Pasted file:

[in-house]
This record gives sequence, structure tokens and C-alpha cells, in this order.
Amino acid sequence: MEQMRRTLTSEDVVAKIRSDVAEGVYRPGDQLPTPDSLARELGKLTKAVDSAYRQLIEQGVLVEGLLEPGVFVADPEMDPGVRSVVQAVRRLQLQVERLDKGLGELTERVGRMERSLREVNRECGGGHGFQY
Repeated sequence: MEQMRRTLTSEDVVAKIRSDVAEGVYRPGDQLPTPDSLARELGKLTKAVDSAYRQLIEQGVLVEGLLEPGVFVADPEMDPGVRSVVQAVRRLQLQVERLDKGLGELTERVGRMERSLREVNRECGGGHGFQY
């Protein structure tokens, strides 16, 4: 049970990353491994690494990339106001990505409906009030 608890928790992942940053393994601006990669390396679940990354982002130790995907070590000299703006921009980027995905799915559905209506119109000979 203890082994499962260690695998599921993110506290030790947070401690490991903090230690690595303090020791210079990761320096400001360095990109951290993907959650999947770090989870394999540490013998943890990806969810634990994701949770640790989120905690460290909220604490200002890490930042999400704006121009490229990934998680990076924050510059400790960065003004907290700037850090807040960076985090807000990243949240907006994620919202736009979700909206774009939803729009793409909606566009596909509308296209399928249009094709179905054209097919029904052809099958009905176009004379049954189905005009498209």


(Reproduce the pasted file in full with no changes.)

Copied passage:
[in-house]
This record gives sequence, structure tokens and C-alpha cells, in this order.
Amino acid sequence: MEQMRRTLTSEDVVAKIRSDVAEGVYRPGDQLPTPDSLARELGKLTKAVDSAYRQLIEQGVLVEGLLEPGVFVADPEMDPGVRSVVQAVRRLQLQVERLDKGLGELTERVGRMERSLREVNRECGGGHGFQY
Repeated sequence: MEQMRRTLTSEDVVAKIRSDVAEGVYRPGDQLPTPDSLARELGKLTKAVDSAYRQLIEQGVLVEGLLEPGVFVADPEMDPGVRSVVQAVRRLQLQVERLDKGLGELTERVGRMERSLREVNRECGGGHGFQY
């Protein structure tokens, strides 16, 4: 049970990353491994690494990339106001990505409906009030 608890928790992942940053393994601006990669390396679940990354982002130790995907070590000299703006921009980027995905799915559905209506119109000979 203890082994499962260690695998599921993110506290030790947070401690490991903090230690690595303090020791210079990761320096400001360095990109951290993907959650999947770090989870394999540490013998943890990806969810634990994701949770640790989120905690460290909220604490200002890490930042999400704006121009490229990934998680990076924050510059400790960065003004907290700037850090807040960076985090807000990243949240907006994620919202736009979700909206774009939803729009793409909606566009596909509308296209399928249009094709179905054209097919029904052809099958009905176009004379049954189905005009498209």